Notes and Reflections by feoMike


take a look at this video. its a high school basketball game. no packed house; not too many people in the stands. jounior varsity even. fairly uneventful, right? a substitution. a missed foul shot. quick run down court. a nice three point, and then a quick foul. nothing of significance really happens in this 44 second video (11.5 seconds of clock time if you are super observant). maybe you are wondering about how short #4, the point gaurd who subs out is. maybe you sigh that a kid near the end of the game misses a foul shot. maybe you are like, wow that 3-point shot is from a pro distance, who is that kid. that’s about it, right?

for all intents and purposes it just comes and goes. perhaps something happens after the video, in the last .5 seconds of game time. perhaps not. this is a normal game. a nothing.

now look at it again. it begins with a sbustitution of two players, and at about 6 or 7 seconds into the video the clapping gets louder. perhaps something special about that substitution.

indeed. but before i get into it, let me say, this 44 seconds makes me cry. it made me cry when i took the video, it makes me cry when i watch it again. it humbles me. it is perhaps the most significant thing i have seen in a long long time. by significnat here, i mean noteworthy; of great importance; an inflection point; worthy of attention. everyone should stand up and notice.

you see one of the substitutions, a normal kid/normal everyday high school student, isn’t that normal. or at least he hasn’t been for the past year. he is kind of extraordinary. about this time last year, one of those kids was diagnosed with a rare form of cancer. he spent the last year in chemo. prior to his diagnosis he was a simple everyday kid, who had just moved in next door to me. he played basketball. he ran. he liked school.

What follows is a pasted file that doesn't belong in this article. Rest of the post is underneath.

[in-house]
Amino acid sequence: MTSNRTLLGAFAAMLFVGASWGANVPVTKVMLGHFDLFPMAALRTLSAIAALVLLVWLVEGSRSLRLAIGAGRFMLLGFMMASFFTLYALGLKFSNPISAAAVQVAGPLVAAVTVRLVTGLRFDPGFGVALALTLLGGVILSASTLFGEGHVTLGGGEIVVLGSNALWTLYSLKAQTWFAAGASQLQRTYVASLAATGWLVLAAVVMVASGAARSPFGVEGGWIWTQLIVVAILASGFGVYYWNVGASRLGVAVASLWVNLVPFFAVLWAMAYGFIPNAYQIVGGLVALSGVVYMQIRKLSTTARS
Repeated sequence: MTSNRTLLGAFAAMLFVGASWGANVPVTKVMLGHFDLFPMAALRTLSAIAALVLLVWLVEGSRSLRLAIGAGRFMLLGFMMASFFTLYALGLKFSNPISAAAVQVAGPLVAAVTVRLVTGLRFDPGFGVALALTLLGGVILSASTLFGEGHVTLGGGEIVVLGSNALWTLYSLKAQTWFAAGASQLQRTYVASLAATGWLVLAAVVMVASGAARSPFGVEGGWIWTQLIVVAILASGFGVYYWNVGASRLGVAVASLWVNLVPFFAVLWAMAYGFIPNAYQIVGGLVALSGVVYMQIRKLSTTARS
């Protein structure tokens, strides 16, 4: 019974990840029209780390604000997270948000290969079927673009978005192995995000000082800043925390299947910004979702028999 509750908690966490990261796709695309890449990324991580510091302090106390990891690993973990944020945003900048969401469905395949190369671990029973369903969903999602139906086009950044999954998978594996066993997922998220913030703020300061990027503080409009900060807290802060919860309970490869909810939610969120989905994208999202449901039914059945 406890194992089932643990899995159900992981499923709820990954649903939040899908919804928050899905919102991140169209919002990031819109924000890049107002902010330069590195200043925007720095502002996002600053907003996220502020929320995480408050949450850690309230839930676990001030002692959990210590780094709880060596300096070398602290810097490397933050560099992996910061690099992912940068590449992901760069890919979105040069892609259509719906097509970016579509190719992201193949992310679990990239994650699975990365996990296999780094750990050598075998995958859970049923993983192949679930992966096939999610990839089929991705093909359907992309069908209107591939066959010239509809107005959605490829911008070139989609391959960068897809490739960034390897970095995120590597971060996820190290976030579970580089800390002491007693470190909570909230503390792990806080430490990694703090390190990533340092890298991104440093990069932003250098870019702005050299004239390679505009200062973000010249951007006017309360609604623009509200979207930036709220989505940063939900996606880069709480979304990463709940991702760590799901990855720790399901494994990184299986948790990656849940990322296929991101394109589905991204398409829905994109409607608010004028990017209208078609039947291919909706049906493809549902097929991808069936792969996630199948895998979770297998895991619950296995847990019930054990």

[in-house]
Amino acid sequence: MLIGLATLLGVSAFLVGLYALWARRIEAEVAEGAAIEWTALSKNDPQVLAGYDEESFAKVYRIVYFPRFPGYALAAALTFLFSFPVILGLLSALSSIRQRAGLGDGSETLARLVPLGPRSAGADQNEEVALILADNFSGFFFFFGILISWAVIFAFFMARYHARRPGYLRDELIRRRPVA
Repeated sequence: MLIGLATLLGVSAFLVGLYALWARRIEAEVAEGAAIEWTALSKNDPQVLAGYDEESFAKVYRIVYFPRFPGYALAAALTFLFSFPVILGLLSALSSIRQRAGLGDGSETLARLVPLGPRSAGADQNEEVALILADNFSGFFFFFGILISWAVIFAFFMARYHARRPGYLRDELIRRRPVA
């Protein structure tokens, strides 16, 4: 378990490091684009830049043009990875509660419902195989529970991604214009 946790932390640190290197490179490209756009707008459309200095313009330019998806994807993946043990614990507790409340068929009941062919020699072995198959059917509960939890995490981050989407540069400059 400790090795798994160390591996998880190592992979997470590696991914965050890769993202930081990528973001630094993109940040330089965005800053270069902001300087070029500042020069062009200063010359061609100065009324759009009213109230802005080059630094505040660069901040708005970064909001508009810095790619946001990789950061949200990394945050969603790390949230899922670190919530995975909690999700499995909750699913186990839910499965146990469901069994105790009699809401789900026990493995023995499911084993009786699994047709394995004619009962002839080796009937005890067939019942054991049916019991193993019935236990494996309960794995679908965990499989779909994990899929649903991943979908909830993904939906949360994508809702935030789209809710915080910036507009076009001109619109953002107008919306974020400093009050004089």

after diagnosis, and throughout the year, my wife and i watched his mother tirelessly care for his treatment, attack it and struggle with the disease. we watched, not just because they are next door neighbors, but also because the kid is a student of my wife’s; in his class actually. you could see the boy struggle from what he once was. afterwards, weeks would go by and we wouldn’t see him; either at the hosptial, or in bed, not able to get up, constantly loosing strength, withering like an old man becuase of the chemo. i’ll be honest, i have no idea.

all i know is what i could read in his mom’s face on the occasionnal hello, how’s it going. the occasional talk about how much a struggle it is. because of this form of cancer, he also needed surgery, some removal of perhaps a bone or some musscle. he might not walk again, let alone run. today he can’t get his foot to a 90 degree angle and he has to run with a slight hop.

nearly 6 years ago to the day of taking this video, i put my mom on a plane for hawawii where she would have her last vacation. during that vacation, a very agressive form of liver cancern would grow inside her like no tomorrow and in six short weeks take her from us. at the time of sending her off, we had no idea; she had no idea. from that point on, there wasn’t much normal.

lots of us have this story. lots of us have had cancer take someone like this. indeed the kid next door’s father was taken from him. lots of us never get normal again.

this video makes me cry, becuase it is a celebration of normal. it is the opportunity to reflect that everyday activities are the most important thing. it is a milestone that the kid got back to the court from the darkeset depths of therapy, of surgery and of unknown and fear. it is a testament that a normal 11.5 seconds is the thing we should live for.